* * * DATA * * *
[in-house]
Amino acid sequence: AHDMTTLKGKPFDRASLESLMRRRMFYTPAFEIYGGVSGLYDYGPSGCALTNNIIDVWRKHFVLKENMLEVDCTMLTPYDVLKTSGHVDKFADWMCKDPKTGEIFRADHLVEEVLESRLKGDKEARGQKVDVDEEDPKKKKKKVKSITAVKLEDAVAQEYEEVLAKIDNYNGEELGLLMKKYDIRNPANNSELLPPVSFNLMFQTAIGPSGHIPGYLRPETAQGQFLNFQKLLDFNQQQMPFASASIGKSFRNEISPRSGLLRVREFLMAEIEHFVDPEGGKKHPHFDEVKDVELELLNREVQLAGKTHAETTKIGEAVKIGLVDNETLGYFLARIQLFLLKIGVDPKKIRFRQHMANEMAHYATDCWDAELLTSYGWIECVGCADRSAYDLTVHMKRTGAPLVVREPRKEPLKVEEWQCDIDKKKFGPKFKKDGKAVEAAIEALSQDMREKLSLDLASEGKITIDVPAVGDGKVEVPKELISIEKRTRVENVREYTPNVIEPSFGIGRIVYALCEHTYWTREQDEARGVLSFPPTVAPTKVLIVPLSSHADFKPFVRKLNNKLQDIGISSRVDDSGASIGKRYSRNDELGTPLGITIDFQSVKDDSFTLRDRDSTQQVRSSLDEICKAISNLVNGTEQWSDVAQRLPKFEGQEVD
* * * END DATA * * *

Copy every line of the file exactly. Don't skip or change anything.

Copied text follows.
[in-house]
Amino acid sequence: AHDMTTLKGKPFDRASLESLMRRRMFYTPAFEIYGGVSGLYDYGPSGCALTNNIIDVWRKHFVLKENMLEVDCTMLTPYDVLKTSGHVDKFADWMCKDPKTGEIFRADHLVEEVLESRLKGDKEARGQKVDVDEEDPKKKKKKVKSITAVKLEDAVAQEYEEVLAKIDNYNGEELGLLMKKYDIRNPANNSELLPPVSFNLMFQTAIGPSGHIPGYLRPETAQGQFLNFQKLLDFNQQQMPFASASIGKSFRNEISPRSGLLRVREFLMAEIEHFVDPEGGKKHPHFDEVKDVELELLNREVQLAGKTHAETTKIGEAVKIGLVDNETLGYFLARIQLFLLKIGVDPKKIRFRQHMANEMAHYATDCWDAELLTSYGWIECVGCADRSAYDLTVHMKRTGAPLVVREPRKEPLKVEEWQCDIDKKKFGPKFKKDGKAVEAAIEALSQDMREKLSLDLASEGKITIDVPAVGDGKVEVPKELISIEKRTRVENVREYTPNVIEPSFGIGRIVYALCEHTYWTREQDEARGVLSFPPTVAPTKVLIVPLSSHADFKPFVRKLNNKLQDIGISSRVDDSGASIGKRYSRNDELGTPLGITIDFQSVKDDSFTLRDRDSTQQVRSSLDEICKAISNLVNGTEQWSDVAQRLPKFEGQEVD